Jordan Dominie was in the middle of explaining how the basketball camp he was attending was teaching him more than just how to play the game, when he was grabbed and put into a scrimmage.
“I’ll be back in a minute,” he shouted over his shoulder as his teammates hustled him into position.
It’s Dominie’s third year in a row attending Antawn Jamison’s All-Star Camp in Chapel Hill. For him and about 125 other campers like him, the camp teaches skills beyond what is needed to play on the court.
Jamison has made it a point not just to run layup lines and show 10-year-olds how to execute a split cut after a pass. For his camp, he’s brought in lessons about nutrition and yoga in an effort to improve his campers’ overall health and wellness.
“The days and ages have changed,” Jamison said. “When I came up, I’d eat Krispy Kreme donuts, pizza and all this other stuff and go about your merry way.”
Before, nutrition wasn’t something amateur players even considered. Now, it’s being taught to children as young as six, giving them the same tips and tricks the former Tar Heel used throughout his NBA career – like practicing yoga.
Jamison said he started incorporating yoga about eight years into his career, and he credits it for extending his playing time “another eight years.” The Charlotte native was a two-time All-Star during his 16 years in the NBA, a career that included over 20,000 total points and a Sixth Man of the Year award in 2004.
“I just want them to know the importance of what this stuff means,” Jamison said. “Even though you’re young, you’re at a young age, you can start now. You can start having that vision of, ‘These are the things I have to do in order to be successful, (to) be able to get ahead of the game and take advantage of it.’ We’ve always incorporated things like that.”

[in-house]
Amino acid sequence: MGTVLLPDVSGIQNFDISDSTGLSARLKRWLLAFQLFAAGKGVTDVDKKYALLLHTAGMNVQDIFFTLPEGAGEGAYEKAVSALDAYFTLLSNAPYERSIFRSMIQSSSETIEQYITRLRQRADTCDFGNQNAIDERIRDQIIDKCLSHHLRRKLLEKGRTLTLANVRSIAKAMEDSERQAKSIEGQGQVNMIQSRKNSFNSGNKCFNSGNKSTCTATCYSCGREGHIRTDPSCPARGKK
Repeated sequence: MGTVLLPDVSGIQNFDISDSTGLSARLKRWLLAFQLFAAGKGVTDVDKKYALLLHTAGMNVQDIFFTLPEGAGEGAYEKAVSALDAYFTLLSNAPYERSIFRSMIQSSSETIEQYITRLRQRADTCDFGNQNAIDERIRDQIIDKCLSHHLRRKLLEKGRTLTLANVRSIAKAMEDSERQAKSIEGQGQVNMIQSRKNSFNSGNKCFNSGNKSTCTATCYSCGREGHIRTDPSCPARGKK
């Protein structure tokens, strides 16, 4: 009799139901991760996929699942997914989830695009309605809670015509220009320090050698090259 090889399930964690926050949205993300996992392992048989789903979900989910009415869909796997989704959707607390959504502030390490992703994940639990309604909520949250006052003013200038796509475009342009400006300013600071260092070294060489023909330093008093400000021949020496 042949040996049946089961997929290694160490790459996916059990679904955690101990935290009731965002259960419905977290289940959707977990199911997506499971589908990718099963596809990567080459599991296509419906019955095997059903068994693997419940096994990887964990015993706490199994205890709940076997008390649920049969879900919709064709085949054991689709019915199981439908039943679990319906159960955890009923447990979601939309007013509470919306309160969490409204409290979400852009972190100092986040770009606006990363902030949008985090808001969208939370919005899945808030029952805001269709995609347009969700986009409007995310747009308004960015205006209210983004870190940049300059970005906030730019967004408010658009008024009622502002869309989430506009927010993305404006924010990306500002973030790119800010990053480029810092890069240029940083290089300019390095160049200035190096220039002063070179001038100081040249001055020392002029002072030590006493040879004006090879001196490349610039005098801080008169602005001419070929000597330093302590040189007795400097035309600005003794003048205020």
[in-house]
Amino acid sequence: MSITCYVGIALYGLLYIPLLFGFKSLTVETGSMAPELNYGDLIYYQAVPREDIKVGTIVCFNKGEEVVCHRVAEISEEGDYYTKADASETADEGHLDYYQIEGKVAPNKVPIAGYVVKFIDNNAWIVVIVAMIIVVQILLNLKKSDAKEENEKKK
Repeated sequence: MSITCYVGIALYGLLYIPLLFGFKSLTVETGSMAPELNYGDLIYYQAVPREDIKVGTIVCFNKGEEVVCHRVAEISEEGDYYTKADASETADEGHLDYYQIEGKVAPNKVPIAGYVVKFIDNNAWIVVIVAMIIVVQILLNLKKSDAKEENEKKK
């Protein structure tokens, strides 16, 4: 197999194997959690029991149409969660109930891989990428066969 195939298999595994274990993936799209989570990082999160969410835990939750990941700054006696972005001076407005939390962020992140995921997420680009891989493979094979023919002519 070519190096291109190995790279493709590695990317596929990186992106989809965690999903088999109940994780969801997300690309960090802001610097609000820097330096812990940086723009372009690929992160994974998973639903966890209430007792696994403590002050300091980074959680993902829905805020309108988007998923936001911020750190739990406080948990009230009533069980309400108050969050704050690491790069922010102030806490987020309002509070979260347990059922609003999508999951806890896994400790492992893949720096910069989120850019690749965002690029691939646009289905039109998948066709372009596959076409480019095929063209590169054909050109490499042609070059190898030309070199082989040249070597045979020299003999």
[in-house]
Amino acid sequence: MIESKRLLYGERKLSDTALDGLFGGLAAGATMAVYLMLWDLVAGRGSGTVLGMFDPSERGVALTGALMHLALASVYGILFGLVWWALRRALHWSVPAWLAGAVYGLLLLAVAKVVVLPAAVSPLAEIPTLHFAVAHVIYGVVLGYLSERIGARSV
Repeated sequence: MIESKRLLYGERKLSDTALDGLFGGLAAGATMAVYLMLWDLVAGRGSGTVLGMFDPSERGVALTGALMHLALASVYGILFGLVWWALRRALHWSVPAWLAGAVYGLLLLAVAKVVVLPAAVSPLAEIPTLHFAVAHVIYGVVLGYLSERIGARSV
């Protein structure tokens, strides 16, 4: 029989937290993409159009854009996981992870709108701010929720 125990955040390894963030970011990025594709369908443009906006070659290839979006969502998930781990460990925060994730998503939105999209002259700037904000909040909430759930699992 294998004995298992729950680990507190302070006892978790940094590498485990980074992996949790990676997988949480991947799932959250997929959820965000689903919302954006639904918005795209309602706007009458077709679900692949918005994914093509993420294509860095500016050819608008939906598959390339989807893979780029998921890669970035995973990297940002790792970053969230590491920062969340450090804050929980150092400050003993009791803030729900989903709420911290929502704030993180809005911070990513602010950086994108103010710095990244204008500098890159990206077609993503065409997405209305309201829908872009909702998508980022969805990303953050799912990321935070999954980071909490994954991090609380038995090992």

In addition to helping the kids work on their personal fitness, Jamison has brought in outside speakers in the past. Last year, a police officer came to speak to the campers in an attempt to build a better relationship with kids, given the heightened atmosphere involving policing in America.
The camp is in its 14th year of operation, and its sixth in Chapel Hill. When the opportunity for Jamison to move his camp to the same court he played on in college, he jumped at it.
Now, campers not only get to play beneath North Carolina’s six NCAA championship banners, but they also get to interact with UNC players who volunteer at the camp.
“It’s kind of fun that they know your name and know who you are,” senior guard Brandon Robinson said. “They just love to joke around. It kinda just brings me back to my childhood when I was in their shoes, when I was going to camp and growing up. It’s good to see a smile on their face.”
It’s Robinson’s third year in a row working at the camp. When he was growing up, his father worked at Georgia Tech, and he regularly attended their summer basketball camp. Now, he says he feels wants to give these kids the same feeling he had working with older players.
Jamison is right there with him. Only, the former All-Star isn’t just giving back with his time. About 90 of the campers are attending free of charge on scholarships provided by different charities, including Camp Corral, a free summer camp for children of military service members.
“You can tell that these kids who might not normally get the opportunity, they really enjoy it; they go out there and compete and have a good time,” Jamison said. “They’re exposed to something they probably wouldn’t get exposed to, and I think they really get the most out of it.”
The Tar Heel legend, one of just eight players to have his number retired at UNC, played in his backyard, and the local playgrounds in Charlotte. For Jamison, it’s an opportunity to give kids an experience he never had.
“I think if I did have an opportunity to go to a former professional basketball player’s camp, if my mom and dad had an opportunity to pay for it or even get me there," Jamison said, "(it) would have made a world of difference."
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